The Monastic Paradox

“There is a paradox within the monastic ideal: on the one hand, monks are meant to withdraw from the world into spiritual and ascetic seclusion; on the other hand, scripture enjoins hospitality on all Christians, to emulate the model of Abraham at Mamre – “for in this way some have entertained angels unawares” (Hebrews 13:2). This paradox becomes especially pronounced in the course of the fourth and fifth centuries AD, as monastic communities become custodians of the increasingly popular pilgrim shrines in the Holy Land and elsewhere in the Near East. Some practitioners took this paradox to extremes, such as the stylite saints, who maintained a highly visible seclusion while at the same dispensing advice and blessings to large numbers of visitors. Historical texts, such as saints’ lives or pilgrim accounts, describe the tensions that arise from the paradox. Below I explore the scriptural and pious models for hospitality and charity, and the resulting conflict between monastic seclusion and pilgrim hospitality as described in the sources. I will also look at issues such as different levels of access to public and private space, differentiation between monastic and lay guests, and differentiation by gender….

John of Ephesus recognizes that there are these two aspects to monasticism and being a devout holy man: hospitality and seclusion. Thus we can see that the paradox was already acknowledged in antiquity. The texts themselves of course cannot be treated as unbiased historical sources. They are supposed to enhance the reputation of the saint by emphasizing his humility, piety, self-abnegation. They often become quite convoluted in the pursuit of this behaviour. According to this logic, breaking away from fasting to entertain a guest is regarded as a penance rather than a relief. It further enhances the subject’s piety and willingness to endure suffering (in this case subjugating his desire [to fast] to obedience [the obligation to provide hospitality]). One monk is persuaded to give up total isolation by the argument that isolation is a form of self-love: “for the divine law prescribes loving one’s neighbor as oneself… admitting many to a share of one’s wealth is characteristic of the virtue of charity.” (Theodoret, Hist. Rel. IV.4) Humility could further contribute to the paradoxical behaviour, in the case also described in John of Ephesus’ accounts, of a holy man who on account of his humility, did not want to accept the lavish hospitality which the abbot felt morally obligated to bestow on him (John of Ephesus, Lives of the Eastern Saints, Ch. XVII)….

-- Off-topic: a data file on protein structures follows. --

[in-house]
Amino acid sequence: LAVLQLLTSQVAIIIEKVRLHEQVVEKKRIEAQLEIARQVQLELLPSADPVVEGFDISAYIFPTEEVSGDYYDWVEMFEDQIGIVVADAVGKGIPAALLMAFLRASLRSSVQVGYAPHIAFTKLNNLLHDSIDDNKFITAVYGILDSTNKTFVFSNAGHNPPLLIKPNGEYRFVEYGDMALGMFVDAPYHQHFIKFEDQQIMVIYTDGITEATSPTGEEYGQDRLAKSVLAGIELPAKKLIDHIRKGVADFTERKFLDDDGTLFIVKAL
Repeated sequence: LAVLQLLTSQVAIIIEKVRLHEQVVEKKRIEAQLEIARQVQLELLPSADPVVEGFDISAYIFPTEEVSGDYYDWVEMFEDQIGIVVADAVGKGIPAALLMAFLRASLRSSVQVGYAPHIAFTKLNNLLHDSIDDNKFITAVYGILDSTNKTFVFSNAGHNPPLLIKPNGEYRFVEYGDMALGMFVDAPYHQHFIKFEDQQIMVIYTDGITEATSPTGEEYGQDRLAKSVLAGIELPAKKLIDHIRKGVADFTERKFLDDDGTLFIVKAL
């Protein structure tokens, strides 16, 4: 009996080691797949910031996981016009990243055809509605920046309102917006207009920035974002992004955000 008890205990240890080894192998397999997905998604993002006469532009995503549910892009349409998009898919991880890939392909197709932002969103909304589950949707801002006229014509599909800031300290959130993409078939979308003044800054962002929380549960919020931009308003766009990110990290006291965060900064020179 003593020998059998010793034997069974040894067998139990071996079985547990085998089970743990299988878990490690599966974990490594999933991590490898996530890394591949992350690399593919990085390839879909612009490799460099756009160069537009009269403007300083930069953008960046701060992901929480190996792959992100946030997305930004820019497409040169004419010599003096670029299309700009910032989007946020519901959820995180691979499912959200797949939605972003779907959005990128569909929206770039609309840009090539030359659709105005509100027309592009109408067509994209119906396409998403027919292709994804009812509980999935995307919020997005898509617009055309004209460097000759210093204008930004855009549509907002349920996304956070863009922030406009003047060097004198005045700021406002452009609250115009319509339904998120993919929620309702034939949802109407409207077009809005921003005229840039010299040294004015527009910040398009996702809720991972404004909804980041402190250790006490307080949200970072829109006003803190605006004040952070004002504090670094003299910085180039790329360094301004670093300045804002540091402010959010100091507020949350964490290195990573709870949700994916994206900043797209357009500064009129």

John Ephesus

The conflict between hospitality and monastic seclusion was one that was recognized by ancient authors. However, it is possible that the conflict is highlighted, especially in the Syrian tradition, to emphasize the virtues of the saint. In practice, this conflict was alleviated by the designation of different spaces for people from outside the community, such as hostels, church courtyards and porticos, etc. Differentiation of space also leads to social differentiation in levels of access. The highest level of access was granted to fellow monastics or clergy, then to those with high social status. Based on this hierarchy, non-elite lay women would be expected to have the lowest level of access. Nonetheless they appear frequently as petitioners of saints despite this supposed disadvantage, so it seems not to have been a deterrent.”

From: Marlena Whiting (University of Amsterdam)

“The Monastic Paradox: negotiating monastic seclusion and pilgrim hospitality in the Late Antique Near East” Text available on-line at: 


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